by Leah Peloff ‘18
The President of the United States of America is a leader and role model figure to the children growing up under his/ her term in office. Presidents set the tone and direction of America’s future and henceforth have an enormous impact on the developing youth.
Since Donald Trump has taken office on January 20, 2017, there has been a huge resurgence of racism, sexism, white nationalism, and overall hate. Many Americans disagree with the new policies by the Trump administration that appear to condone, or even support, intolerance and inequality; however, one’s opinion on these could be based more exclusively on political differences.
But there is an almost bigger issue than president Trump’s actions; his words. Through his own statements (and tweets), Trump sets an example for children about how they should be talking to and treating others. This is not a debate about politics, but one of human decency. For instance, our president has called Mexicans murderers and rapists, while referring to the white supremacists and neo-Nazis of the Charlottesville riots as “fine people.” Trump has also been caught profanely referring to women’s genitals, made fun of disabled Americans, called NFL players “Sons of Bitches,” nicknamed his political opponent “Crooked Hillary,” and referred to Native American senator Elizabeth Warren as “Pocahontas.” The list goes on.
Having a bully as our nation’s mentor is something that goes against much of our recent progress against discrimination and towards acceptance. A half-century ago, it would have been sadly more common to slander people on the basis of race or religion, but we have come so far as a country that this kind of behavior should no longer be tolerated. Having our president make openly discriminatory remarks, however, has given the green light to many previously contained groups, such as those in Charlottesville, who feel newly welcomed and able to convey messages of hate, following their president’s lead. This is not a partisan issue nor is it a debate on political ideology. It is a problem with how we as humans treat each other. And if a 12-year-old is hearing such nasty remarks from a man who they are supposed to be looking up to, what are they going to think? They will learn that bigoted language is okay.
Sometimes these things seem intangible when they are happening in a far off place and not impacting one’s daily life, but this is not some distant issue. The first year of the Trump administration has brought several instances of hateful messages right here to Montgomery County. For example, in Bethesda this past September, several Jewish families found anti-Semitic pamphlets on their front doors. “Written in words that are printed in different directions on the page, the flier includes screeds against Jews, connecting them to Hurricane Harvey and plans of world dominance,” reported an article by Joe Zimmerman in the Bethesda Magazine. Dr. Zainab Chaudry of the Council on American-Islamic Relations (CAIR) elaborated on this by saying, “These disturbing [pamphlets] are yet another example of the mainstreaming of hate and intolerance in society.” The Washington Post stated that, “school incidents involving hate symbols and racial slurs appear to have more than tripled during the past school year in [the suburbs] outside Washington.”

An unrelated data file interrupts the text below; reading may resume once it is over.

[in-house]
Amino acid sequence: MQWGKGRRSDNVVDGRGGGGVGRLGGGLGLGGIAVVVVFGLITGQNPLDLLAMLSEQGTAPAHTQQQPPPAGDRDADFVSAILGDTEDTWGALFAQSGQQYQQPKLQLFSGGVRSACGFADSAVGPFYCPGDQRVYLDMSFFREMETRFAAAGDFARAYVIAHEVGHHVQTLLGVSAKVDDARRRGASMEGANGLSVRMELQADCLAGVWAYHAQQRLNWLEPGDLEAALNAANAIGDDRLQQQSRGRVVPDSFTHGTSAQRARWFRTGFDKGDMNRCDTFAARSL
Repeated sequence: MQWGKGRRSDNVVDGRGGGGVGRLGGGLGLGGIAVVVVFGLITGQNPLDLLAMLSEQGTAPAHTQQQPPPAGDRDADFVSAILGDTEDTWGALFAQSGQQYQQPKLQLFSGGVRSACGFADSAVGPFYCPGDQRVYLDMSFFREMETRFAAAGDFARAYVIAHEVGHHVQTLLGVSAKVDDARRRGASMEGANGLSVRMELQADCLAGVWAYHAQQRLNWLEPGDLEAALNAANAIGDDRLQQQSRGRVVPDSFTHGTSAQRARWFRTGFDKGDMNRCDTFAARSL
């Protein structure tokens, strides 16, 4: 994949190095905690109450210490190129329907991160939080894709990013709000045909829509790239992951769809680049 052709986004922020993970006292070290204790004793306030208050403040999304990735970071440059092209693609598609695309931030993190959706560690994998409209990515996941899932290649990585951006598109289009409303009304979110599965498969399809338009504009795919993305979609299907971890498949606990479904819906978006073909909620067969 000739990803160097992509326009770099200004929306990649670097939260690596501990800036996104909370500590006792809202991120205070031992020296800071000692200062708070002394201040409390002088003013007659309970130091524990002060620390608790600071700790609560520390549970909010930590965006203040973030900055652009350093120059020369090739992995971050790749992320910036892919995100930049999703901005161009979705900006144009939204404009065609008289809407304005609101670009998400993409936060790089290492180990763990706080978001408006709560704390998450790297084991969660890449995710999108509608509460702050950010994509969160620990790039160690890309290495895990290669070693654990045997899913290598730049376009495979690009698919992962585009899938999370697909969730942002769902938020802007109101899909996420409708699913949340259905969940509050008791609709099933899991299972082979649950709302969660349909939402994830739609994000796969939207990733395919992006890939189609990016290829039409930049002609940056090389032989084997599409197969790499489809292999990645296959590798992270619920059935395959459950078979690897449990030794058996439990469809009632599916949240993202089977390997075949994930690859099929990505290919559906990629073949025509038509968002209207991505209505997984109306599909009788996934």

We are now, more than ever, witnessing a dramatic change in our country’s unity. Children are growing up seeing the normalization of hatefulness and will think that this is just how life is. It is crucial for everyone to do their part in showing the youth, who will one day be running the world, that divisive discourse is not normal. Young people should be taught not to judge others because of race, origin, gender, or sexuality. They should hear daily lessons of empathy and respect to combat the voices of intolerance. Only through these methods can civility survive the Trump Era.